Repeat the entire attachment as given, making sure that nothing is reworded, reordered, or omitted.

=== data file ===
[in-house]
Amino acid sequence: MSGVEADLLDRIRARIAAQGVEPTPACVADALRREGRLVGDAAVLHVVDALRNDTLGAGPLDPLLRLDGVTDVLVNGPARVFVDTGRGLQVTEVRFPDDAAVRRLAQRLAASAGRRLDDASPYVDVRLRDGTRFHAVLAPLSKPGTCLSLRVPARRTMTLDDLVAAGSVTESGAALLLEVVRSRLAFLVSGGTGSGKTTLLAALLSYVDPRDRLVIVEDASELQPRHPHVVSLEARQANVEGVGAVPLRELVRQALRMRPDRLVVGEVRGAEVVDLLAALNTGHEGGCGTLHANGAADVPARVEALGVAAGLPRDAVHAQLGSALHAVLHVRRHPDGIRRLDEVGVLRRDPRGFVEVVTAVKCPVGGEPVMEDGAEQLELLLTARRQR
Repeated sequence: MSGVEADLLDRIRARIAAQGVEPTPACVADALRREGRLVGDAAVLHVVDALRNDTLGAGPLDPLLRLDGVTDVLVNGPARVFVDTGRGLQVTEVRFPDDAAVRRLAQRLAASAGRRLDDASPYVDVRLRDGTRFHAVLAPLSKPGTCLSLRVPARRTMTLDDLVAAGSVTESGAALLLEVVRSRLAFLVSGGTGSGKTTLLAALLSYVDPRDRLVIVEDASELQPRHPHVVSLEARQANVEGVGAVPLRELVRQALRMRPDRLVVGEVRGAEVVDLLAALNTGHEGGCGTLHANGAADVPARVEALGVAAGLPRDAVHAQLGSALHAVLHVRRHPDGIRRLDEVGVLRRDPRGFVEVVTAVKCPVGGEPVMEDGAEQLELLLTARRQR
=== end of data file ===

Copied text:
[in-house]
Amino acid sequence: MSGVEADLLDRIRARIAAQGVEPTPACVADALRREGRLVGDAAVLHVVDALRNDTLGAGPLDPLLRLDGVTDVLVNGPARVFVDTGRGLQVTEVRFPDDAAVRRLAQRLAASAGRRLDDASPYVDVRLRDGTRFHAVLAPLSKPGTCLSLRVPARRTMTLDDLVAAGSVTESGAALLLEVVRSRLAFLVSGGTGSGKTTLLAALLSYVDPRDRLVIVEDASELQPRHPHVVSLEARQANVEGVGAVPLRELVRQALRMRPDRLVVGEVRGAEVVDLLAALNTGHEGGCGTLHANGAADVPARVEALGVAAGLPRDAVHAQLGSALHAVLHVRRHPDGIRRLDEVGVLRRDPRGFVEVVTAVKCPVGGEPVMEDGAEQLELLLTARRQR
Repeated sequence: MSGVEADLLDRIRARIAAQGVEPTPACVADALRREGRLVGDAAVLHVVDALRNDTLGAGPLDPLLRLDGVTDVLVNGPARVFVDTGRGLQVTEVRFPDDAAVRRLAQRLAASAGRRLDDASPYVDVRLRDGTRFHAVLAPLSKPGTCLSLRVPARRTMTLDDLVAAGSVTESGAALLLEVVRSRLAFLVSGGTGSGKTTLLAALLSYVDPRDRLVIVEDASELQPRHPHVVSLEARQANVEGVGAVPLRELVRQALRMRPDRLVVGEVRGAEVVDLLAALNTGHEGGCGTLHANGAADVPARVEALGVAAGLPRDAVHAQLGSALHAVLHVRRHPDGIRRLDEVGVLRRDPRGFVEVVTAVKCPVGGEPVMEDGAEQLELLLTARRQR